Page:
CD is a granulomatous, idiopathic, chronic inflammatory process that can involve any segment of the gastrointestinal tract (3). The disease is a systemic condition in which the most important extraintestinal manifestation is cutaneous involvement (4). Cutaneous CD is more frequently observed in patients with colon or colorectal involvement than in those with involvement of the small intestine alone (5).

Cutaneous manifestations have been reported in 14–44% of patients with CD, depending on whether or not perianal involvement is included (6). Although dermatological lesions in most patients occur as a clinical symptom during the course of the disease, in 25% of the cases they precede the diagnosis by 3–8 years (7), as occurred in our patient.

Dermatological lesions described in CD can be classified into several groups (8): (i) specific lesions of cutaneous CD; (ii) reactive dermatosis; (iii) cutaneous manifestations secondary to malabsorption; (iv) cutaneous manifestations secondary to treatment; and (v) miscellaneous conditions. Cutaneous CD can also be divided into two clinical forms: genital (56%) and extragenital (44%). Two-thirds of children with CD present genital involvement, in comparison with 50% of adults with CD (9).

In patients with cutaneous CD, cutaneous manifestations and intestinal involvement do not always follow a parallel course, and in fact, treatment of the bowel disease is not always followed by improvement of the cutaneous lesions (10).

In rare instances (less than 100 cases reported in the literature), cutaneous lesions are found in areas anatomically distant from the gastrointestinal tract, separated by normal skin. This entity is known as metastatic CD and comprises a high clinical variability of cutaneous lesions including ulcers, papules, nodules, hard plaques and crusts. It can affect any area of the skin, but the lower extremities, skin folds and external genitals are the most commonly involved sites (11).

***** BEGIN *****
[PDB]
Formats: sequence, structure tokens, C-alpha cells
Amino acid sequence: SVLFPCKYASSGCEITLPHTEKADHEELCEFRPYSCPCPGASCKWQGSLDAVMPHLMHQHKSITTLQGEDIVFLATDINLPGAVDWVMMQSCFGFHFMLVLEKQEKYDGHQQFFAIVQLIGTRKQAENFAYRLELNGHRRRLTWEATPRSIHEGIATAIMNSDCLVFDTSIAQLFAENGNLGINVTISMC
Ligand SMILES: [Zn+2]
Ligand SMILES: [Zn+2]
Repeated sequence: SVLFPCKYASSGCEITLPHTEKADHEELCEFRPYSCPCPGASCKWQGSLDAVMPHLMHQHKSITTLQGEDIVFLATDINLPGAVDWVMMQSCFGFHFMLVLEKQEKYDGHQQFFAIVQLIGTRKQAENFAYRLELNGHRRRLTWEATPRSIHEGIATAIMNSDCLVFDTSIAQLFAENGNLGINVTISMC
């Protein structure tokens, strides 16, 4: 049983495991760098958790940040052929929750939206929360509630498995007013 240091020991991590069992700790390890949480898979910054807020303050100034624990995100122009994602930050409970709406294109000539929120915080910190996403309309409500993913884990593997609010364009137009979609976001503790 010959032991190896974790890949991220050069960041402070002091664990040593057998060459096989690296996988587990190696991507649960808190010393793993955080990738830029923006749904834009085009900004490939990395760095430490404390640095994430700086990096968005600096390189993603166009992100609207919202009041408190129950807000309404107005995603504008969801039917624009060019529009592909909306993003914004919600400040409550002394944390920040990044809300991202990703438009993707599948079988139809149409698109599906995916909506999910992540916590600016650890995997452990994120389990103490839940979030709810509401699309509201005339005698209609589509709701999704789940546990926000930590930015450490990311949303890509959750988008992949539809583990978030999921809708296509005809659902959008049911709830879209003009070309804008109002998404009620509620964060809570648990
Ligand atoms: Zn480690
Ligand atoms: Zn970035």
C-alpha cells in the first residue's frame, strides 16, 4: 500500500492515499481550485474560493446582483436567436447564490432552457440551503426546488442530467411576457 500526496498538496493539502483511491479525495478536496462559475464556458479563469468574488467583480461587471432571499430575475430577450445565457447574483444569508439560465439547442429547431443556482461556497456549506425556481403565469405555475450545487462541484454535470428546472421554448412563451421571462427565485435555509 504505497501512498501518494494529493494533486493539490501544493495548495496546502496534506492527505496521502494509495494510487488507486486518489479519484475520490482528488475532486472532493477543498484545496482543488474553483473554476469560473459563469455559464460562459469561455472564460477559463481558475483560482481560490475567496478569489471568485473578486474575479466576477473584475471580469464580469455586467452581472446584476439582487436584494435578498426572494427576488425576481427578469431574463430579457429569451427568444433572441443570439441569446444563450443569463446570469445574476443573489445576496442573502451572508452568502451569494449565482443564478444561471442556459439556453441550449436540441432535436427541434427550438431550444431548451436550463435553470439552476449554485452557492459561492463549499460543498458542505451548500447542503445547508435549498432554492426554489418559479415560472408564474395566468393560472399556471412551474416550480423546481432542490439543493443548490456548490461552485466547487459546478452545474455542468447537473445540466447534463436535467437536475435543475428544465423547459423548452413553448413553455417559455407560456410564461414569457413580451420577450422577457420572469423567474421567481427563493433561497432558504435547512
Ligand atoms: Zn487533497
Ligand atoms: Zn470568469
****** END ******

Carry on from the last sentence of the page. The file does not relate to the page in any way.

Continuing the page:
Histopathologically, the findings in cutaneous lesions of CD are not characteristic, but the most frequent features include non-caseating epithelioid granulomas with some multinucleate giant cells, mainly of perivascular distribution, scattered throughout the entire thickness of the dermis and, sometimes, extending to subcutaneous fat (9).

Differential diagnosis of cutaneous CD should be established with other granulomatous disorders, including sarcoidosis, tuberculoid leprosy, tuberculosis, infections caused by opportunistic mycobacteria, some fungal infections, granuloma annulare, venereal lymphogranuloma, foreign body granuloma and pelvic or retroperitoneal neoplastic processes (12). Most of these infectious granulomatous processes may be ruled out by cultures and microbiological investigations.

Most cutaneous manifestations of CD tend to become chronic (13). Treatment with prednisolone and methylprednisolone have been first-drug regimens. However, the response has not been satisfactory in all cases, and other drugs have been administered with variable response, including sulfasalazine, azathioprine, 6-mercaptopurine, metronidazole, ciprofloxacin, cyclosporine and infliximab. There are also patients that have been treated by dermatological and intestinal surgery (14).

Involvement of the penis and scrotum by CD is very rare. In our literature review we found only one similar case of a man with deforming oedema of the penis, without intestinal involvement (15).


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12. Handfield-Jones SE, Prendiville WJ, Norman S. Vulval lymphangiectasia. Genitourin Med 1989; 65: 335–337.

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15. Macaya A, Marcoval J, Bordas X, Moreno A, Vázquez S, Peyri J. Crohn’s disease presenting as prepuce and scrotal edema. J Am Acad Dermatol 2003; 49: 182–183.